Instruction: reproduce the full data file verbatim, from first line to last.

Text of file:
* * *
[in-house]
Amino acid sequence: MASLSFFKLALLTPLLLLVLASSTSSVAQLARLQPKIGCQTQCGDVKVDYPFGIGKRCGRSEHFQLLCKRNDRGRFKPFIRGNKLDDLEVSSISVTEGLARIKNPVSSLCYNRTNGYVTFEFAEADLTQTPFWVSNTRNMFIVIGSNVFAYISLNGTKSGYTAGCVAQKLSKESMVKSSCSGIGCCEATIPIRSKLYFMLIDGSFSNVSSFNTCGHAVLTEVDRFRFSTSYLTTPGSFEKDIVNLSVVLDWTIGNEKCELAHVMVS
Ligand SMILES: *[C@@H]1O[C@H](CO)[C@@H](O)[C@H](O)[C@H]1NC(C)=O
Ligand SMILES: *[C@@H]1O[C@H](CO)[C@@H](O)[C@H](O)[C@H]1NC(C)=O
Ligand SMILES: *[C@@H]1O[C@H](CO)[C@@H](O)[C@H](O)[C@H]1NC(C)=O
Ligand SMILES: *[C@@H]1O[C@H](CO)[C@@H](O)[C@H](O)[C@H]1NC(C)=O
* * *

[in-house]
Amino acid sequence: MASLSFFKLALLTPLLLLVLASSTSSVAQLARLQPKIGCQTQCGDVKVDYPFGIGKRCGRSEHFQLLCKRNDRGRFKPFIRGNKLDDLEVSSISVTEGLARIKNPVSSLCYNRTNGYVTFEFAEADLTQTPFWVSNTRNMFIVIGSNVFAYISLNGTKSGYTAGCVAQKLSKESMVKSSCSGIGCCEATIPIRSKLYFMLIDGSFSNVSSFNTCGHAVLTEVDRFRFSTSYLTTPGSFEKDIVNLSVVLDWTIGNEKCELAHVMVS
Ligand SMILES: *[C@@H]1O[C@H](CO)[C@@H](O)[C@H](O)[C@H]1NC(C)=O
Ligand SMILES: *[C@@H]1O[C@H](CO)[C@@H](O)[C@H](O)[C@H]1NC(C)=O
Ligand SMILES: *[C@@H]1O[C@H](CO)[C@@H](O)[C@H](O)[C@H]1NC(C)=O
Ligand SMILES: *[C@@H]1O[C@H](CO)[C@@H](O)[C@H](O)[C@H]1NC(C)=O